© Reuters. FILE PHOTO: Mexico’s President Andres Manuel Lopez Obrador speaks during a news conference at the Old City Hall (Antiguo Palacio del Ayuntamiento), in Mexico City, Mexico January 20, 2023. REUTERS/Henry Romero
MEXICO CITY (Reuters) – A controversial overhaul of the body overseeing Mexico’s elections, backed by the country’s president but seen by critics as an attempt to weaken the electoral referee in the run-up to key elections next year, went into affect on Thursday.
Tens of thousands took to the streets on Sunday to protest the changes, which reorganizes the National Electoral Institute (INE) by cutting its budget, culling its staff and closing offices.
President Andres Manuel Lopez Obrador says the changes will save $150 million a year and reduce the influence of economic interests in politics.
“The electoral law that is being challenged does not affect at all the functioning of the INE,” Lopez Obrador said on Thursday at a regular news conference.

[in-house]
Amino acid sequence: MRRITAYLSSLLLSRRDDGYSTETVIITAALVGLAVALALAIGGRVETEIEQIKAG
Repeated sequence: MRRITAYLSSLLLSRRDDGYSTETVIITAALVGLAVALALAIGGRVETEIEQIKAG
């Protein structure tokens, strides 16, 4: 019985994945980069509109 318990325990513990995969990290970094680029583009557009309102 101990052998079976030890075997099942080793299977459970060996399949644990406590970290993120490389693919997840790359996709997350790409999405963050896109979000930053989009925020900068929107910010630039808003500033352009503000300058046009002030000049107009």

“Those who came to march don’t even know what it consists of,” the president added.
Opposition lawmakers and other critics, who say the overhaul weakens democracy ahead of the 2023 presidential vote, have said they will challenge the reform’s constitutionality in courts.
Mexico’s Senate, which is dominated by Lopez Obrador’s National Regeneration Party (Morena) and its allies, finalized the reform’s approval on Wednesday.
Although less ambitious than an original plan, the reform has stoked measured criticism from Washington, with the U.S. State Department calling for a “well-resourced, independent electoral system and respect for judicial independence.”
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